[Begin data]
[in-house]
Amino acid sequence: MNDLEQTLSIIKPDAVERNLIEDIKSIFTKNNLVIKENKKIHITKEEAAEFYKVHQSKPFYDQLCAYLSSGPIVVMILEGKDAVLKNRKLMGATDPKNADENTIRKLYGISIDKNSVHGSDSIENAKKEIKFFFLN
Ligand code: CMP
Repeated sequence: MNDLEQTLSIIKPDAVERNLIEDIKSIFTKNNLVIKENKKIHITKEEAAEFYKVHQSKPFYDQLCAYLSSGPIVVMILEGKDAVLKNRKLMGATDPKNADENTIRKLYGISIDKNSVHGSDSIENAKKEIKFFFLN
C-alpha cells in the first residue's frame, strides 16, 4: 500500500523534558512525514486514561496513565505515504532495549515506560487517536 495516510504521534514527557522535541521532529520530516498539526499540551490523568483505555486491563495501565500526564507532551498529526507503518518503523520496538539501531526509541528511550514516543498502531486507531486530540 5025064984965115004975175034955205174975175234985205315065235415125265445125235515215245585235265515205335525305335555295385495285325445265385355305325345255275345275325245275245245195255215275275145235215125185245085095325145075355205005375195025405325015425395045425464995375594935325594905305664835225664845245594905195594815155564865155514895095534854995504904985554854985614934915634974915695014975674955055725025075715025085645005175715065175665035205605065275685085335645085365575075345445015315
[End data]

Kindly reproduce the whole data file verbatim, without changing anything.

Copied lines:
[in-house]
Amino acid sequence: MNDLEQTLSIIKPDAVERNLIEDIKSIFTKNNLVIKENKKIHITKEEAAEFYKVHQSKPFYDQLCAYLSSGPIVVMILEGKDAVLKNRKLMGATDPKNADENTIRKLYGISIDKNSVHGSDSIENAKKEIKFFFLN
Ligand code: CMP
Repeated sequence: MNDLEQTLSIIKPDAVERNLIEDIKSIFTKNNLVIKENKKIHITKEEAAEFYKVHQSKPFYDQLCAYLSSGPIVVMILEGKDAVLKNRKLMGATDPKNADENTIRKLYGISIDKNSVHGSDSIENAKKEIKFFFLN
C-alpha cells in the first residue's frame, strides 16, 4: 500500500523534558512525514486514561496513565505515504532495549515506560487517536 495516510504521534514527557522535541521532529520530516498539526499540551490523568483505555486491563495501565500526564507532551498529526507503518518503523520496538539501531526509541528511550514516543498502531486507531486530540 5025064984965115004975175034955205174975175234985205315065235415125265445125235515215245585235265515205335525305335555295385495285325445265385355305325345255275345275325245275245245195255215275275145235215125185245085095325145075355205005375195025405325015425395045425464995375594935325594905305664835225664845245594905195594815155564865155514895095534854995504904985554854985614934915634974915695014975674955055725025075715025085645005175715065175665035205605065275685085335645085365575075345445015315